Watershed Council Seminar in Yuzhno-Sakhalinsk Initiates Municipal Council Project PlanningNews & Program Updates
Over the past four years, the Wild Salmon Center (WSC) and its partners have been sharing information with stakeholders on Sakhalin regarding watershed councils, community-based organizations which represent the varied interests of a watershed's resident population, users, and visitors. People on Sakhalin have expressed the desire to adapt the watershed council concept, which functions in a variety of places worldwide, including the Pacific Northwest USA, Australia and France, for use in Russia. Therefore WSC and its main partner on the island, the Sakhalin Salmon Initiative (SSI) Center, are working to establish five municipality-based councils on the island in 2008. Two councils, based in the Aniva and Smirnihovsk municipalities, have already been created on an informal basis.
On May 22-23, 2008, the SSI Center organized a seminar entitled "Organization of Watershed Council Operations" in Yuzhno-Sakhalinsk, Sakhalin. Approximately twenty people attended, including:
- A working group from the Aniva council, consisting of the region's vice-mayor, a city administration employee, a teacher, a non-profit representative and two fisheries biologists;
- A working group from the Smirnihovsk council, consisting of a city administration employee, a teacher, a commercial fisherman, and a non-profit representative;
- Representatives of three other Sakhalin municipal regions, who will bring information regarding watershed council formation and planning back to their respective regions;
- A representative of the Sakhalin Oblast Duma.
The following speakers presented at the event:
- Sergei Kostarev, director of the NGO "Ecological Committee" in Omsk, Russia;
- Natalie Baker, partnerships manager at International Riverfoundation in Brisbane, Australia;
- Johnny Sundstrom, director of the NGO "Siuslaw Institute" in Deadwood, USA;
- Jeff Uebel, vice-director of Northwest regional fisheries program, USDA Forest Service, Portland, USA.
Nicole Portley of WSC provided facilitation and interpretation.
Sundstrom began the seminar with a motivational talk concerning main themes in watershed council operations: partnership and inclusion. Kostarev followed with a presentation focused upon his own watershed council initiative on the Irtish River in Siberia, within which he successfully applied the Russian Federation water codex and international watershed management experience to the creation and management of a functioning council. Baker followed with an overview of watershed management in Australia and the role of community groups.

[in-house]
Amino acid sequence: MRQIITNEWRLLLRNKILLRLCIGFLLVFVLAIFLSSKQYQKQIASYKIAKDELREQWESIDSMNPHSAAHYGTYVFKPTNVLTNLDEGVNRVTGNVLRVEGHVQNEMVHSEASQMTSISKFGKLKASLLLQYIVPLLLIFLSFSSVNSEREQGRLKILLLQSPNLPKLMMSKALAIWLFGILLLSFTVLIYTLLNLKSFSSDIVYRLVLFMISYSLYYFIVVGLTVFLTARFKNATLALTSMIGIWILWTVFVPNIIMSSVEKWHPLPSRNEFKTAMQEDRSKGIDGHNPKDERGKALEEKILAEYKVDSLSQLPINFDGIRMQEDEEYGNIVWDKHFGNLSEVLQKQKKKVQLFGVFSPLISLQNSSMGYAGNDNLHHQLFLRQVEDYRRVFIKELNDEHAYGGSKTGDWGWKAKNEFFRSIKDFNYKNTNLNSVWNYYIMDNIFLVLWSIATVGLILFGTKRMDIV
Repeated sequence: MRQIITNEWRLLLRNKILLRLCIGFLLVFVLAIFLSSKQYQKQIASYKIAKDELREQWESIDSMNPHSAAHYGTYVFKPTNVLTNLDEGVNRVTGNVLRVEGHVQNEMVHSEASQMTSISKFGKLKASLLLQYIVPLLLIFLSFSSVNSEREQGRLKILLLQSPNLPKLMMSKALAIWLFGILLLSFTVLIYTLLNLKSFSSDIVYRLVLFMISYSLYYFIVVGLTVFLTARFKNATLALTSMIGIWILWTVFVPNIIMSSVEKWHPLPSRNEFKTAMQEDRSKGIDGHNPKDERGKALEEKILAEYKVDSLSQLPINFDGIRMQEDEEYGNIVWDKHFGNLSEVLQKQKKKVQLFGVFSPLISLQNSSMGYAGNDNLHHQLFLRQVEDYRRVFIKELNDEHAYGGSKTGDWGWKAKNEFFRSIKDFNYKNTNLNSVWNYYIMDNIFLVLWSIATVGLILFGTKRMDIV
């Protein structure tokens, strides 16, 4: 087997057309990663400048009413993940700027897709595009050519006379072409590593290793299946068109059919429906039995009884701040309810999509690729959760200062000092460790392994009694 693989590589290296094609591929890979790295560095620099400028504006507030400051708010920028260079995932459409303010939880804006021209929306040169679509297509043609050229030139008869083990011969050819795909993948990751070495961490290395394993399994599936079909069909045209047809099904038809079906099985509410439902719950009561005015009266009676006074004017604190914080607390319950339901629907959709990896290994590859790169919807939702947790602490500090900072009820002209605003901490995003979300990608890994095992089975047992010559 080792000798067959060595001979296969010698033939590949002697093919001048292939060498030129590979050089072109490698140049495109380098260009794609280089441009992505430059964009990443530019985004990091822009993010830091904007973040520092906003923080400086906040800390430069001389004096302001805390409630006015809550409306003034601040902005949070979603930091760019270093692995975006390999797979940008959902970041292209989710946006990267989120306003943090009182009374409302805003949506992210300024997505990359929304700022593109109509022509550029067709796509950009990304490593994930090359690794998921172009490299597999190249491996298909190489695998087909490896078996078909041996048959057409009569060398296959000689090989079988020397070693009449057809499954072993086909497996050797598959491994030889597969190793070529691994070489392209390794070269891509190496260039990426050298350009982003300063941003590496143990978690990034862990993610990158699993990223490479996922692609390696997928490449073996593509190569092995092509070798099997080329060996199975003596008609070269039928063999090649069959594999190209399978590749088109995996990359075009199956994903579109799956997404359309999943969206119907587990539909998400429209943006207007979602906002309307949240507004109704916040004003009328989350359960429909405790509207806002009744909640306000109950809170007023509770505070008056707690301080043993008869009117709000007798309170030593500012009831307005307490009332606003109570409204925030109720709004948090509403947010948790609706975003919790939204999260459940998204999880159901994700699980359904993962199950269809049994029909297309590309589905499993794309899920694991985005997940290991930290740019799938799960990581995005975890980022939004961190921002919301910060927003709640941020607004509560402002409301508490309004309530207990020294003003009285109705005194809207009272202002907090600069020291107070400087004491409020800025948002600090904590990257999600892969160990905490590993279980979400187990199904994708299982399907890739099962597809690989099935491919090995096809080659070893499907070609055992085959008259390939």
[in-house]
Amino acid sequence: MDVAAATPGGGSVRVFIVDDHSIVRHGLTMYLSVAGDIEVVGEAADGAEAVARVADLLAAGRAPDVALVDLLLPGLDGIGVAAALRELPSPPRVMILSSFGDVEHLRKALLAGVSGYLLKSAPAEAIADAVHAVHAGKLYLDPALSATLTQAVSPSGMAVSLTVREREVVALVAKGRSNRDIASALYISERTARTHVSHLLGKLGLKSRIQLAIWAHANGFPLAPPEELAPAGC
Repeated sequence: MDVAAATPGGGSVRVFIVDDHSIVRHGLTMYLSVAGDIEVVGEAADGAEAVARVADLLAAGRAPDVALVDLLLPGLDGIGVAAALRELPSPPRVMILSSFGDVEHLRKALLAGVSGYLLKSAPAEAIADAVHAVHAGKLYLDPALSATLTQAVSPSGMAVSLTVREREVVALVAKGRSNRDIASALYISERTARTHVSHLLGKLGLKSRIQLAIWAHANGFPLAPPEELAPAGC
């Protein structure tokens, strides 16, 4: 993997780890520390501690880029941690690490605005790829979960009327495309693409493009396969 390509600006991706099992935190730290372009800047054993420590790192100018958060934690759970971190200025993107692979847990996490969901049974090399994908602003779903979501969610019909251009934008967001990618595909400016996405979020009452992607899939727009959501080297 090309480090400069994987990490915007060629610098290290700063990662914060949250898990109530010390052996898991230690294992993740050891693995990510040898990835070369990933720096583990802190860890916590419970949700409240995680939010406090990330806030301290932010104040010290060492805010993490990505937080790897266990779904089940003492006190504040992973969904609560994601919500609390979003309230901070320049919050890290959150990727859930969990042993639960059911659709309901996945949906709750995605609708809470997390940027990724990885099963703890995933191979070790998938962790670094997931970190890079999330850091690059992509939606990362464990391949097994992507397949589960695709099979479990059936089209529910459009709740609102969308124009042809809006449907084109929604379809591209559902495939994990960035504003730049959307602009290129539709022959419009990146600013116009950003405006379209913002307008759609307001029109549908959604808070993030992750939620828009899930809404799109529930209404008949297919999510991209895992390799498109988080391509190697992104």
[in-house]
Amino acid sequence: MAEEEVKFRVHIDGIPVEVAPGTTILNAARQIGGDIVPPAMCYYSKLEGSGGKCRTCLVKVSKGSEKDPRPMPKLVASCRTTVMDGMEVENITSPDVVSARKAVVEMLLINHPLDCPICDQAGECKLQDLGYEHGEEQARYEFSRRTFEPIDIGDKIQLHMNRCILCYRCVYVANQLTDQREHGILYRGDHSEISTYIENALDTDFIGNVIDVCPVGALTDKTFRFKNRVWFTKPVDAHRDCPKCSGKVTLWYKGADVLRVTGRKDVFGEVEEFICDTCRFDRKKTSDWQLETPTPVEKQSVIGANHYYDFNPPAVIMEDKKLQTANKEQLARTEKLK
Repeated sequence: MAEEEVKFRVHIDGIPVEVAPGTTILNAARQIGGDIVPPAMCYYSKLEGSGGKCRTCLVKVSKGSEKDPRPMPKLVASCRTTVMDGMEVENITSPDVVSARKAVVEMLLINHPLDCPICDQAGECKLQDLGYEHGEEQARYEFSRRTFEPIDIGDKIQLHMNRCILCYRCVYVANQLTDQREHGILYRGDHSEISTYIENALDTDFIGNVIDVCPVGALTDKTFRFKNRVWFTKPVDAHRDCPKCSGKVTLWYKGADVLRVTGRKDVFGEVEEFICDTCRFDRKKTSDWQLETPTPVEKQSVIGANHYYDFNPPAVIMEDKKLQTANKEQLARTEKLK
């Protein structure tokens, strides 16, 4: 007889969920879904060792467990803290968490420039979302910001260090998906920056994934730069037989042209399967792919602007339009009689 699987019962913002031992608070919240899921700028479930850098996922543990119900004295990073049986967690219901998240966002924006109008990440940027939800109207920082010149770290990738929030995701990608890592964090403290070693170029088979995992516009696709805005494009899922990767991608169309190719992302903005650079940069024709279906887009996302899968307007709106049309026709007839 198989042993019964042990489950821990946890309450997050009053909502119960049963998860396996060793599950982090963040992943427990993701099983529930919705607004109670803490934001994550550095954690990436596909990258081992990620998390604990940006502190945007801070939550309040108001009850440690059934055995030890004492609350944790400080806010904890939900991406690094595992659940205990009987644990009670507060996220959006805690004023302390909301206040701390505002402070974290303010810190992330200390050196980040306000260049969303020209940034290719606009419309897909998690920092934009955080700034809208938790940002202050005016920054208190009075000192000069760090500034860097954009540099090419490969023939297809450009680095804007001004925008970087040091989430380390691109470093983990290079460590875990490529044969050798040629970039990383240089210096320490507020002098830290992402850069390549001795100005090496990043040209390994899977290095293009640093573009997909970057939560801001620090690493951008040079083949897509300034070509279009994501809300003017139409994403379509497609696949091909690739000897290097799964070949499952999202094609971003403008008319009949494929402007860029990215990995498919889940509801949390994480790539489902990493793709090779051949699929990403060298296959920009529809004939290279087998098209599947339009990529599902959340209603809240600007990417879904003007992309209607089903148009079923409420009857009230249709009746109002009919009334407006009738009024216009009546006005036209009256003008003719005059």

Day one of the seminar came to a close with a discussion of the future legal structure of Sakhalin's watershed councils. Several stakeholders gave short speeches presenting their various viewpoints on the issue. The group came to the consensus that watershed councils should be created at the municipal government level through mayoral decrees, and they should include a public organization component: either a new NGO formed for the purpose of coordinating activities and seeking and receiving funds, or a fiscal agent appointed from among the council's members.
The discussion continued on the second day, with Sergey Sedov of the Sakhalin Oblast Duma presenting his ideas regarding raising the watershed councils' status to the Oblast government level through the creation of an Oblast-level body similar to the Oregon Watershed Enhancement Board. Potential benefits of this structure include increased authority for watershed councils and potential for government funding of council operations. The group unanimously agreed that steps toward creation of the Oblast-level structure should be taken in 2008, beginning with holding of public hearings at the Sakhalin Oblast Duma in September. Work in this direction will be undertaken simultaneously with the effort to create the five councils on the municipal level.
On the second day, talks by Kostarev and Uebel regarding project planning and watershed assessments paved the way toward a half-day planning exercise. The participants formed two working groups representing the Aniva and Smirnihovsk regions. The groups focused their attention upon 2008 project planning worksheets, which led participants through the process of defining existing problems and developing goals, strategies and means of monitoring effectiveness.
The seminar closed with a description of tentative 2008 project plans:
- The Smirnihovsk council will focus its efforts upon strengthening an existing anti-poaching program on the Langeri River, which consists of community patrols. The council will also support the inception of school field trips focused upon fisheries monitoring that will be run by local fisheries biologists.
- The Aniva council will devote itself toward restoration projects: introduction of gravel into a key spawning section of the Lutoga River and the facilitation of fish passage at culverts. The council will also focus upon children's education and the effort to earn a government distinction for Aniva's high school as an official fisheries professional training school.